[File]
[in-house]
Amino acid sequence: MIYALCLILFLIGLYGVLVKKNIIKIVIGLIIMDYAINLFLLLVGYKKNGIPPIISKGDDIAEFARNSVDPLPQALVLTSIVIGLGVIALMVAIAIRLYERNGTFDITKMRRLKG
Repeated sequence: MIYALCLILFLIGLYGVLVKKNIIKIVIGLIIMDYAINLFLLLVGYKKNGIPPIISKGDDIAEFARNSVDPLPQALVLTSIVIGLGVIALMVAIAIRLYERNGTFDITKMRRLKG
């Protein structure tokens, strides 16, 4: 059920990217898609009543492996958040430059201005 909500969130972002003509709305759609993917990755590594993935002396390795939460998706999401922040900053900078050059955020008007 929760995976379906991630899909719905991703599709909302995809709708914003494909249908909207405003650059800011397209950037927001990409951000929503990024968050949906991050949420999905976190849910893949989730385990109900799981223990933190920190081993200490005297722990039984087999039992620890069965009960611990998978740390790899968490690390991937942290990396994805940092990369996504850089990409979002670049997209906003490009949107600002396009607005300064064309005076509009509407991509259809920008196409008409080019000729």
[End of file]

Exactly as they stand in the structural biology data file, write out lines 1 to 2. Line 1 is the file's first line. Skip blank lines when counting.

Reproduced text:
[in-house]
Amino acid sequence: MIYALCLILFLIGLYGVLVKKNIIKIVIGLIIMDYAINLFLLLVGYKKNGIPPIISKGDDIAEFARNSVDPLPQALVLTSIVIGLGVIALMVAIAIRLYERNGTFDITKMRRLKG